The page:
Organ donation and transplantation in India is seeing a rise in numbers from the time the program took off in India at the turn of the century, although it is still far from the country’s need. Many factors have contributed to the improvement in organ donation and transplantation in India, the transplantation act passed by the Indian government in 1994, availability of suitable facilities, technological advancements, trained and skilled experts in private sector for heart and liver transplants, well established kidney transplant units in government hospitals, and contribution by several non-government organizations (NGOs) towards organ donation awareness and training activities.
The law set out the rules and processes for all hospitals and regulatory authorities regarding both living and deceased organ donation and transplantation and has largely been effective in curbing the illegal organ trade.
There has been some informal support and collaboration between various NGOs with motivated volunteers, private hospitals with state-of-the-art facilities and highly skilled staff and government hospitals in developing organ donation and transplantation at government hospitals, generally in the form of honorary expertise and support staff.
A public-private partnership can help transform organ donation and transplantation scenario in the whole country. The solution for a better organ donation rate and a seamless process lies in bringing together the resources of the public and private sectors.
Such partnerships could take the following forms:
- Partnerships between government and private hospitals to increase organ donation. Most government hospitals have a large bed strength, strong neurology and neurosurgery units and strong trauma service; however, the resource limitations may allow them to only focus on clinical services, rather than organ donation.
Government hospitals typically have few or no transplant coordinators in service. A PPP model may allow private hospitals to support government hospitals with manpower for organ donation.
In this model, one transplant hospital may have formal tie-up with smaller non-transplant hospitals and government institutes in their proximity. Transplant coordinators from the transplant hospital may support these hospitals with counseling, logistics and knowhow for organ donation. In addition, the Private-run hospitals can aid smaller units by setting up authorization committees within the hospital and brain death committees as well as help the hospital with the know-how on how to apply for a transplant license.
- Transplant hospitals may help capacity building for organ donation and retrieval in government hospitals. Training programs for government hospital doctors and staff at private hospitals can help address the shortage of specialized doctors and staff for retrieval and transplant.
- Expansion of transplant programs to tier-II cities, from manpower training to setting up processes. Smaller centers/cities cannot attract a transplant professional because of differences in reimbursement scales. Such professionals can devote part of their time to these centers in smaller cities.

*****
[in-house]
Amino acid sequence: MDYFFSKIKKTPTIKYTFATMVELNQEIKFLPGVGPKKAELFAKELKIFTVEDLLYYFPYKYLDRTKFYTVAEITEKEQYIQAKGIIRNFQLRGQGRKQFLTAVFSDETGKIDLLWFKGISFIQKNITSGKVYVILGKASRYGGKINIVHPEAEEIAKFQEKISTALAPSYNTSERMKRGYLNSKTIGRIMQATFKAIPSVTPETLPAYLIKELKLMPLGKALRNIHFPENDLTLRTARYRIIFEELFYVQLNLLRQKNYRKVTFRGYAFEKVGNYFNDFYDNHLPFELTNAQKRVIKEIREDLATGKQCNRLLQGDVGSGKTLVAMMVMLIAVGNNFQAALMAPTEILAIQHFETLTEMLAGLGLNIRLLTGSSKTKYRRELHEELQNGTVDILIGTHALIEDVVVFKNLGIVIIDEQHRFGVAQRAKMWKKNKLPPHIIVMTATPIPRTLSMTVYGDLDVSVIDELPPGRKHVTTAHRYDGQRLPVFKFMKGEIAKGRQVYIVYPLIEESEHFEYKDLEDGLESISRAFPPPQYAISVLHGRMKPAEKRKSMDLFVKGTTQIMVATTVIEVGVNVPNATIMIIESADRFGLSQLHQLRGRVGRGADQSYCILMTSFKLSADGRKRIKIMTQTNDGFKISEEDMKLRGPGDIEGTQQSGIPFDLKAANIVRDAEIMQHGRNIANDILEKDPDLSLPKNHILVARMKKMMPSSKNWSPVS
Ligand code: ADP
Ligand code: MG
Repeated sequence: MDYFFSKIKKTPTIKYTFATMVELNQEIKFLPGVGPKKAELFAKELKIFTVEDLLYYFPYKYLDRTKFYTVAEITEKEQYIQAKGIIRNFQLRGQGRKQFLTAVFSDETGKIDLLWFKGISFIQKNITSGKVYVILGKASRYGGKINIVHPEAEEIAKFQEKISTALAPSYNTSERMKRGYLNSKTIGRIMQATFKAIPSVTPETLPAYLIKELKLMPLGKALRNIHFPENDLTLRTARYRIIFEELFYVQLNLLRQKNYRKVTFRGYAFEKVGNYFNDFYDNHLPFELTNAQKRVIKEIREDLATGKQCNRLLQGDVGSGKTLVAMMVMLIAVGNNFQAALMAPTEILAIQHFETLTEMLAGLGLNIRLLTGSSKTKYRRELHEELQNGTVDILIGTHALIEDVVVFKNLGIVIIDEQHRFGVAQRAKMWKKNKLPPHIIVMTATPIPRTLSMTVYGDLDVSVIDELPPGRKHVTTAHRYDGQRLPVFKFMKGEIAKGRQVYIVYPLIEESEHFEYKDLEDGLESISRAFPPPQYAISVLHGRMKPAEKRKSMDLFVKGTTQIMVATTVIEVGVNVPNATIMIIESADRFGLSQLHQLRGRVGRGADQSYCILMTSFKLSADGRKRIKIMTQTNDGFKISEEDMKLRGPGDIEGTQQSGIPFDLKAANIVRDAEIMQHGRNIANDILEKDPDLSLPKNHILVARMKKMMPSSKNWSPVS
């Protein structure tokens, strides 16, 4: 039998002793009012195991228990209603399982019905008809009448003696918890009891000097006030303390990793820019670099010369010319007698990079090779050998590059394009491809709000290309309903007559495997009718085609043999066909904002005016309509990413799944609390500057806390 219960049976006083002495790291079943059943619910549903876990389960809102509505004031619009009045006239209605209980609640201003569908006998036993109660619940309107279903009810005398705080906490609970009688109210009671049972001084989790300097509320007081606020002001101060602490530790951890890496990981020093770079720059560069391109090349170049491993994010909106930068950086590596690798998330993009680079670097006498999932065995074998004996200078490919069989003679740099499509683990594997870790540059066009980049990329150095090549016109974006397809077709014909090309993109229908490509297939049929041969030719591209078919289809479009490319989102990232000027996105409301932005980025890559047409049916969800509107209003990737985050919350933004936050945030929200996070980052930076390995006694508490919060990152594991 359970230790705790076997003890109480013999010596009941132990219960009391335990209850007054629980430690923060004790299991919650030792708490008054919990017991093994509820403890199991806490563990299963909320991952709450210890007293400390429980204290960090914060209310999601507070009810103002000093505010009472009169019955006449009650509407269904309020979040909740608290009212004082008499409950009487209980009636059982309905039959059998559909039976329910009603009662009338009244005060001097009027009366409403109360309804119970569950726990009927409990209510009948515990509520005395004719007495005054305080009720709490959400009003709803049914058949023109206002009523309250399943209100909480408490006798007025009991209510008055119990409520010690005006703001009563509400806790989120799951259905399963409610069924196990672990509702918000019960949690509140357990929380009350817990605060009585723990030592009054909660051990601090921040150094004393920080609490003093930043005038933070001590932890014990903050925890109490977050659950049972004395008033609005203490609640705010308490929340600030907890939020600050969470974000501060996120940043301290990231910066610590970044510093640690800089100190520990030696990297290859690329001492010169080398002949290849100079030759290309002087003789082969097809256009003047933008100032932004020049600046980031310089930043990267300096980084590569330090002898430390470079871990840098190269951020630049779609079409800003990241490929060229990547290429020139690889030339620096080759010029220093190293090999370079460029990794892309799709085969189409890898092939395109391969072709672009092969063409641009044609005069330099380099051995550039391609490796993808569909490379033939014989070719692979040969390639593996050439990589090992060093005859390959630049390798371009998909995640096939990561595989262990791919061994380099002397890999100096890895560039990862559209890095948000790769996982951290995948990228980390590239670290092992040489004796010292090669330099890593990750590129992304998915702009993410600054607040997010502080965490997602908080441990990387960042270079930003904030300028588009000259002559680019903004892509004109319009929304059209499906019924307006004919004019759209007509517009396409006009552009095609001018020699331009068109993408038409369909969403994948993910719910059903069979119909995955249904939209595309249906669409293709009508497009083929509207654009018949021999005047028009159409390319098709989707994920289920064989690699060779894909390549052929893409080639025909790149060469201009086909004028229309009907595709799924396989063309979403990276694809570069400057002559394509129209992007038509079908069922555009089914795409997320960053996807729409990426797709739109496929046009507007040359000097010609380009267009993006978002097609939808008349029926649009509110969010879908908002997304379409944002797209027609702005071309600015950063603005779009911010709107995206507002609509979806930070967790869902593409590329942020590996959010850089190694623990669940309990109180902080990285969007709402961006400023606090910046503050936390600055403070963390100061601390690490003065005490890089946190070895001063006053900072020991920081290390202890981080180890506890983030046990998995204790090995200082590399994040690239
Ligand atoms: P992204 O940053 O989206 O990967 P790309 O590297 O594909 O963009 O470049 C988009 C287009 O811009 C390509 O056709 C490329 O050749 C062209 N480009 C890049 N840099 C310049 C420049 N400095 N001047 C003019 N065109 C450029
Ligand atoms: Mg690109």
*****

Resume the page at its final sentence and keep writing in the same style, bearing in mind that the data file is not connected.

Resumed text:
- CSR funds from private hospitals and organizations may be prioritized for setting up transplant facilities at government hospitals. The government sector cannot compete with the private sector in terms of salaries offered to its medical professionals.
CSR funds from corporate partners are spent towards hiring of specialized transplant surgeons to conduct surgeries in government hospitals, especially in cases where no transplant surgeon wishes to voluntarily be posted in a smaller city or town where transplants are possible.
- Logistical Help. To further add to organ retrieval challenges, the allocation and timely delivery system is a massive task. It requires efficient coordination which is often difficult in remote regions. Organs are not retrieved from thousands of brain-dead patients, which could help many critically ill patients. The private sector is known for its advanced infrastructure and equipment. A public-private partnership can extend these facilities on a larger scale to even the remote regions in India with the help of air-ambulances, coordination with police and airlines, equipment for transport of organs and many other things.P
- PPP as a module functions on a high volume and low margin as it is often supported by subsidiaries and incentives from the government. The relief schemes and incentives can help pour in the money back into the advancement of the medical setups or concessions for patients.
The private sector with its resources can help in streamlining the whole process from retrieval to transplant. The government hospitals especially in smaller cities often lack skilled personnel who can carry out the transplants and require support from these hospitals.This will not only bring facilities to smaller cities and towns but will also bring about affordable transplants. Organ transplant are an expensive affair with expenditure extending for post-transplant care as well. By bringing together these public and private sectors, transplant can be offered at affordable rates to a wider patient base who would otherwise have been left out.
Collaboration between the state-of-the-art hospitals and medical facilities of the private sector and the government medical infrastructures run by governments all over the country can help in furthering this cause. This combined with increased awareness with the help of the public and private sector can make organ donation and transplant an affordable and inclusive process.
Sunayana Singh, CEO ORGAN India
(DISCLAIMER: The views expressed are solely of the author and ETHealthworld does not necessarily subscribe to it. ETHealthworld.com shall not be responsible for any damage caused to any person / organisation directly or indirectly.)